Look for fine teeth under an irregular, cream-to-tan-colored cap to help identify hedgehog mushrooms. (Michael Foster/WDFW)


The hedgehog or sweet tooth has a cream-colored to tan or buff irregular cap with distinct “teeth” on the underside where many mushrooms have gills, hence the name. It’s also found on the floor of conifer forests in the fall, sometimes very close to patches of chanterelles.

An excited mushroom hunter shows off her impressive lobster mushroom.
Lobster mushrooms can grow to impressive sizes in the right conditions. This lucky forager found this specimen on the edge of an abandoned forest road, and it weighed nearly a pound by itself. (Michael Foster/WDFW)

Lobster mushrooms

The lobster mushroom is a fascinating one among the edible mushrooms because it is actually a parasitic fungus attacking another fungus species, producing a remarkable result. The parasitic fungus attacks a species that is typically passed over by foragers, usually a russula species, and turns it into a firm, red-orange mushroom that has the look of a cooked lobster shell and can have a seafood scent.

A cluster of orange-red chicken of the woods mushrooms grow from a conifer stump.
The prolific chicken of the woods mushroom will surprise with its vibrant colors. (Michael Foster/WDFW)

Chicken of the woods

Breaking away from the cap-and-stem kinds of edible mushrooms, we come to a striking bracket fungus called the chicken of the woods. This vividly colored mushroom stands out in the forest with its groupings of yellow, orange or red brackets with surprisingly bright yellow undersides. Its coloration earned it some other common names, including sulfur bracket for that blazing yellow color.

A cauliflower mushroom grows from decaying wood on the forest floor.
The cauliflower mushroom will seem to grow from the forest floor at times though it’s actually attached to decaying wood below the surface. (Michael Foster/WDFW)

Cauliflower mushroom

The cauliflower mushroom is so named because of its large clumps of tan or off-white curly branches resembling leaves. The structure is reminiscent of cauliflower florets though others say it looks like a coral or even a brain.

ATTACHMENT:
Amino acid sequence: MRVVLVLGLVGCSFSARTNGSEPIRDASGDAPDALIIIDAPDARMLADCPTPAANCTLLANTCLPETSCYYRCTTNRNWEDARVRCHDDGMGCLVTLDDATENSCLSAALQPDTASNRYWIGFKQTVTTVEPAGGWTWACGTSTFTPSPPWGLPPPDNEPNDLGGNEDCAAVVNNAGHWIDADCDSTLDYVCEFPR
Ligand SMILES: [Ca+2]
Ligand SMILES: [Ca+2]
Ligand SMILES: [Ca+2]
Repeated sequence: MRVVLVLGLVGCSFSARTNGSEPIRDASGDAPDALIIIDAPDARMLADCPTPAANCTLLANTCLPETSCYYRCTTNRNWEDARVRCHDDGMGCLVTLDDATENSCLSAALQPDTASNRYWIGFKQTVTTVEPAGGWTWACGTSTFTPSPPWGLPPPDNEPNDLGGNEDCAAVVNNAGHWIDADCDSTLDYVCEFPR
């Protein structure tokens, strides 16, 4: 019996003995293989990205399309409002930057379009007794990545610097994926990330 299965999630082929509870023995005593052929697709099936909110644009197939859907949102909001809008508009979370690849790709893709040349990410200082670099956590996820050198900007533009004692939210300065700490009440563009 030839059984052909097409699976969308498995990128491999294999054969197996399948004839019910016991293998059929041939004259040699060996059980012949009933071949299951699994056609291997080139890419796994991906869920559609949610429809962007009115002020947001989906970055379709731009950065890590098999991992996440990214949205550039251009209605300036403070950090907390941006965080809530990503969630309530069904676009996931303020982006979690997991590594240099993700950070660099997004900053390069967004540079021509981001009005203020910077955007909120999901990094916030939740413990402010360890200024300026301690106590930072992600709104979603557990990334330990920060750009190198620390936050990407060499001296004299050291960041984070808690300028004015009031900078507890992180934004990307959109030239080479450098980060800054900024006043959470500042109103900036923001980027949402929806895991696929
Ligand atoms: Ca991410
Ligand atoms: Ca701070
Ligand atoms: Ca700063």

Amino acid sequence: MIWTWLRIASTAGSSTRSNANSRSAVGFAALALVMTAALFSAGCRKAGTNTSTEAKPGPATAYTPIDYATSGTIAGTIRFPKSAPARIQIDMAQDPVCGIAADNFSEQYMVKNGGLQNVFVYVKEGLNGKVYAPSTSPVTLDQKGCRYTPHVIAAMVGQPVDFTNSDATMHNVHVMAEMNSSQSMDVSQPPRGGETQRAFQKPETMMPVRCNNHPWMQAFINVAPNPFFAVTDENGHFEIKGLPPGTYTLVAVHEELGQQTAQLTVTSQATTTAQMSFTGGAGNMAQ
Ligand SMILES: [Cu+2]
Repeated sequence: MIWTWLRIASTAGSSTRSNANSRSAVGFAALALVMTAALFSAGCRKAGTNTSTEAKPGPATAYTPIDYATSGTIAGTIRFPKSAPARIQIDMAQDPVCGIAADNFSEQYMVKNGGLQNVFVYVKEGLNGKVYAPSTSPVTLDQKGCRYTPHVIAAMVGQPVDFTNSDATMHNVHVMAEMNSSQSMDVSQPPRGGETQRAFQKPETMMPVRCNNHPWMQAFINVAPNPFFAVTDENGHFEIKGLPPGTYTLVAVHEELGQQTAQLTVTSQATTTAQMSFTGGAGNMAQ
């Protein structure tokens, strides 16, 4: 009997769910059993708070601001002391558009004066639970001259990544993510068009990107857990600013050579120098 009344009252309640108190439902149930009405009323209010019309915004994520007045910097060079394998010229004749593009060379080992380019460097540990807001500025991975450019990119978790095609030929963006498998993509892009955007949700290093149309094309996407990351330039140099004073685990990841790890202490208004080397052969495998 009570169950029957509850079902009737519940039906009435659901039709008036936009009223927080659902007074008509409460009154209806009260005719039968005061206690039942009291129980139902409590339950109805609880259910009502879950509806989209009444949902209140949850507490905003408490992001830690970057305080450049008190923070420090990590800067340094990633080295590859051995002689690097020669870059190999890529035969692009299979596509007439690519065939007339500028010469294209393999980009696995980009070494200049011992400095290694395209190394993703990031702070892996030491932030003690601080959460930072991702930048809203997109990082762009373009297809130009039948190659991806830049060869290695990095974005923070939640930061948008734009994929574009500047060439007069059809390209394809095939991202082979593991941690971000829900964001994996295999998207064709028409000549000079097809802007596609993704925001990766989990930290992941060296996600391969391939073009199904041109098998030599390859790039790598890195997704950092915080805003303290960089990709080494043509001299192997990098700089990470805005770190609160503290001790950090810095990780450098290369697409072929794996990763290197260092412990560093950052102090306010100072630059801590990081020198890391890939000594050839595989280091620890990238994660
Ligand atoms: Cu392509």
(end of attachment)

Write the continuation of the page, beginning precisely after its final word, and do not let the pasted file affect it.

A large bear’s head tooth fungus grows from the side of a fallen tree.
This big bear’s head tooth fungus was found just a stone’s throw from a trailhead parking lot. (Michael Foster/WDFW)

Bear’s head tooth fungus

Another unique looking mushroom that grows in often sizeable clumps from decaying wood is the bear’s head tooth fungus. This time though, instead of looking like cauliflower or brains, this mushroom resembles an array of tiny white icicles hanging down from a series of branches.

Oyster mushrooms can often be found in the same area year after year. (Michael Foster/WDFW)

Oyster mushrooms

While all these fungi are common to the fall season, the oyster mushroom can be found at nearly any time of year if conditions are right. It can still be found at times in the fall, but it is often at its most prolific in the spring.

Happy hunting

This list of edible mushrooms is just a portion of what’s out there, but we hope it helps you get out to explore the outdoors near you and make use of some great all-natural foods for the dinner table. There are also numerous options for cooking with each one of these mushrooms, so there could be something to please even the finickiest eaters. Good luck and stay safe in your foraging!

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The Washington Department of Fish and Wildlife

The Washington Department of Fish and Wildlife is dedicated to preserving, protecting and perpetuating the state’s fish and wildlife resources.